We wanted to incorporate some unusual activities that maybe someone doesn’t do often, and we also wanted to base it around where we’re going to be. So we did a daytime workshop in Boston where we went to the SoWa, which is the south end of Boston, the Farmer’s Market. And we then cooked a meal with the produce. So in that vein we kind of decided that with going to New Hampshire, this little town of Tamworth is adorable. They have the New Hampshire Mushroom Company there as well as Sunnyfield Brick Oven Bakery, which you’d never think, like, these two awesome companies were in this one little town. So we were, like, maybe we can do some mushroom foraging. The man that owns the company is so sweet and he does this, basically a 4H club every Sunday, where he takes people out foraging and teaches them about the poisonous and also edible mushrooms. Then the bakery is inviting us in to watch them with their sourdough bread baking process. That’s something I’m really interested in, because growing a yeast culture scares me. I’m really intimidated by it.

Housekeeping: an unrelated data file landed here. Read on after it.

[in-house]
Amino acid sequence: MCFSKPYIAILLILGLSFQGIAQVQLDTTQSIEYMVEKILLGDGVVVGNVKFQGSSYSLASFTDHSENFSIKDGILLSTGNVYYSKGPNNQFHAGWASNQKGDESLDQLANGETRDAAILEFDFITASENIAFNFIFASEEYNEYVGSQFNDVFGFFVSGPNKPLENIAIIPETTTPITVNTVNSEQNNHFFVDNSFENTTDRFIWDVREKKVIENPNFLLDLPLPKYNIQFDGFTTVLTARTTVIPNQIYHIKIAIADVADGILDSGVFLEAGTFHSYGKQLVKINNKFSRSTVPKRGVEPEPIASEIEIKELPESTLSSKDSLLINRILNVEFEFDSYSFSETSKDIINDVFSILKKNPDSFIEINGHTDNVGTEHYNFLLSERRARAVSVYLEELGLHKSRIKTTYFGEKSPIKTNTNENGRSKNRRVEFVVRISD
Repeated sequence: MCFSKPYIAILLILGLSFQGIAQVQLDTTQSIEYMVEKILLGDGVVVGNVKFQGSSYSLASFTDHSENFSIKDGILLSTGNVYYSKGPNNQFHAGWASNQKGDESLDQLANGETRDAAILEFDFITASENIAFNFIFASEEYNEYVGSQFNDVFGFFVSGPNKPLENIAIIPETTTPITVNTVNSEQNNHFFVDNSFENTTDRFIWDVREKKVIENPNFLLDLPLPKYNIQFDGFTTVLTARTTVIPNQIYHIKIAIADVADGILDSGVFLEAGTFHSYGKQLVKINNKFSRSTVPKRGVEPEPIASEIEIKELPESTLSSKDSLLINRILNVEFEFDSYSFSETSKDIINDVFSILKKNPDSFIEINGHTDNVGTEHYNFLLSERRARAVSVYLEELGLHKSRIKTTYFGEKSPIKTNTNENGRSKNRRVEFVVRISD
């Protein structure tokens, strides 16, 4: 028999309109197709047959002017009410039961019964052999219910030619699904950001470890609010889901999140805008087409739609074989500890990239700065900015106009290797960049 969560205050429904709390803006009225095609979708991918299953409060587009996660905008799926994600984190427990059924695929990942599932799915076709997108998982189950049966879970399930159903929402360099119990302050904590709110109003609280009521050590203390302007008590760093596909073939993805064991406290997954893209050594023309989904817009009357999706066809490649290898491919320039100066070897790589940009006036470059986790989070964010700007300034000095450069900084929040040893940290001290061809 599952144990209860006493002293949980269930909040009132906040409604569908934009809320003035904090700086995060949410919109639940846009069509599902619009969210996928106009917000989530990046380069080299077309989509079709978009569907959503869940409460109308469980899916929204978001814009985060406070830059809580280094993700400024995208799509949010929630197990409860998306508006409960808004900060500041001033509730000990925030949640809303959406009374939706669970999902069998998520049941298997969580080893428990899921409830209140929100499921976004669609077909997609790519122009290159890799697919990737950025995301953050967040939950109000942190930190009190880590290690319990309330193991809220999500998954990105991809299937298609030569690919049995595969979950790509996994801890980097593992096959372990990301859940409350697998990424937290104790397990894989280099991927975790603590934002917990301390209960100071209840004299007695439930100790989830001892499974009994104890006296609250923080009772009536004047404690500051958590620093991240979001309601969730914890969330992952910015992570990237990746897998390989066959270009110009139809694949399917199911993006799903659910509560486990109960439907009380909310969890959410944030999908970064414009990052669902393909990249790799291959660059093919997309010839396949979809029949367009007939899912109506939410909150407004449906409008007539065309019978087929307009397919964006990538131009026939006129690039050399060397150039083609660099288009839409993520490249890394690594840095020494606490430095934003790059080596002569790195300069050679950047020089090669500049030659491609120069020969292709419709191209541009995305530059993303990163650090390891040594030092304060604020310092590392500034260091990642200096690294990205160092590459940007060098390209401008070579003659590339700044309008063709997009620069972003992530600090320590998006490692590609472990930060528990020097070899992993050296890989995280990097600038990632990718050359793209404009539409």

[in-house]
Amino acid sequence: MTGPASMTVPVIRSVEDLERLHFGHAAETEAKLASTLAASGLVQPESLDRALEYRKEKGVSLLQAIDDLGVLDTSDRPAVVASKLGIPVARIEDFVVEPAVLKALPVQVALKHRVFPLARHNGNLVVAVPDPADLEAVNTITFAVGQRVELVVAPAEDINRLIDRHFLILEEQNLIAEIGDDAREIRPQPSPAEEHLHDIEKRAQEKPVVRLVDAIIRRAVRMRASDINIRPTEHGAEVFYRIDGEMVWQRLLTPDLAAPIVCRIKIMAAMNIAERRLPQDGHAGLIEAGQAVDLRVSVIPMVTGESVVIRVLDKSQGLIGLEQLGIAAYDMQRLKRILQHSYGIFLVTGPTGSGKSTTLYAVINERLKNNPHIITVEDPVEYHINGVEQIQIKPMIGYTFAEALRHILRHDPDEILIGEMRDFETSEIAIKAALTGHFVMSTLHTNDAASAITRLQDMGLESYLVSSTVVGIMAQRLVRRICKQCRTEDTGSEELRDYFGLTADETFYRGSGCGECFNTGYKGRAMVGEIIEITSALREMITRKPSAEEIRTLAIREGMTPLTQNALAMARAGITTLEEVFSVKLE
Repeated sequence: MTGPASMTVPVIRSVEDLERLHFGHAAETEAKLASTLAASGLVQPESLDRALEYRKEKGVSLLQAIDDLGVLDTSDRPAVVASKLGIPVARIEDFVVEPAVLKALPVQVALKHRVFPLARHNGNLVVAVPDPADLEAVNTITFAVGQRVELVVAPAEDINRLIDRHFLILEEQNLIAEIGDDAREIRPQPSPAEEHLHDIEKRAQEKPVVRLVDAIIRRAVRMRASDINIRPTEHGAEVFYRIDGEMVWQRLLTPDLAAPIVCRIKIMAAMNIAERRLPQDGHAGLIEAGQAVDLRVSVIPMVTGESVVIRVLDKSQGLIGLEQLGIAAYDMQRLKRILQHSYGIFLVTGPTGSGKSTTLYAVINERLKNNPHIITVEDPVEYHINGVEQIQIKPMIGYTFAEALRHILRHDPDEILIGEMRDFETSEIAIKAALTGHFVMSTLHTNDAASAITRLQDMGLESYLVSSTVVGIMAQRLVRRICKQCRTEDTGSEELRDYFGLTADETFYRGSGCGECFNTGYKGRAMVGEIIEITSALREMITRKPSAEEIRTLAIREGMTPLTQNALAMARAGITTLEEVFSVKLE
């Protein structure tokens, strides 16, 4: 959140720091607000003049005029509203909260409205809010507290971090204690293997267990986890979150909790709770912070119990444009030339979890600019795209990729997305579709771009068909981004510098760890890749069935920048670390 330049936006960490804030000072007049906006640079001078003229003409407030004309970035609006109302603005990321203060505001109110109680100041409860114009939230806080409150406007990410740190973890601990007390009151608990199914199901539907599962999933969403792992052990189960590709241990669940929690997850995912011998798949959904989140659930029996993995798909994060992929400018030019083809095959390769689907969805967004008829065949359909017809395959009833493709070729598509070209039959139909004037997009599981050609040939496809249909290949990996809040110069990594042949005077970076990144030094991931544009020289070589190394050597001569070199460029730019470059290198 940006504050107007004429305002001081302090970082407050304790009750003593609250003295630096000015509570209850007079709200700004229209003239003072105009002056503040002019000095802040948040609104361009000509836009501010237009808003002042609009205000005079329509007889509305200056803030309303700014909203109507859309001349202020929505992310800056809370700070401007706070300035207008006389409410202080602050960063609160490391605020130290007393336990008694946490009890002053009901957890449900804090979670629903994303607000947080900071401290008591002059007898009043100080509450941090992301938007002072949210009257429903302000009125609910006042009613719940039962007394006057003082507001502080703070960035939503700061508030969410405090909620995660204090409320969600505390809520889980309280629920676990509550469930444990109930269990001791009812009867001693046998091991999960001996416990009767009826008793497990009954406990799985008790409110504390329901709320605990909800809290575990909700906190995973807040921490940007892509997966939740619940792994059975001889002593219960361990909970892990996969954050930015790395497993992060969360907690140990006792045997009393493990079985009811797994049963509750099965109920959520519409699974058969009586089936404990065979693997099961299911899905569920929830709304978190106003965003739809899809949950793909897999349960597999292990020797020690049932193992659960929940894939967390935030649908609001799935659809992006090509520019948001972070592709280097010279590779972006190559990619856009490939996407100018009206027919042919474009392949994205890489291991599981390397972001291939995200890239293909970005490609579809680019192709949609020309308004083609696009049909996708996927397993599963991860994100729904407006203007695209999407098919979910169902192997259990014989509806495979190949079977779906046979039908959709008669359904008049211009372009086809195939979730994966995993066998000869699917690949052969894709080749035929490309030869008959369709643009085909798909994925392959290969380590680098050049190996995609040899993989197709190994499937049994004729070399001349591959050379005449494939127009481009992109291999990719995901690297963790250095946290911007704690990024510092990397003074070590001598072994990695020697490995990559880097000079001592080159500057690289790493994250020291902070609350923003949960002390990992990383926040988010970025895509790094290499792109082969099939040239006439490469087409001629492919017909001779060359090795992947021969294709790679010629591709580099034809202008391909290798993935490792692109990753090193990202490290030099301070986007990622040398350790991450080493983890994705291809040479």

The Pressure Cooker:
Which food shows or cooking shows do you watch?
Oh, none, I’m so bad. I love Ina Garten, but she’s probably the only show I can tolerate.
What are some food blogs or food websites we have to know about?
Who do you follow on Pinterest, Instagram, or Facebook or Snapchat that make you happy?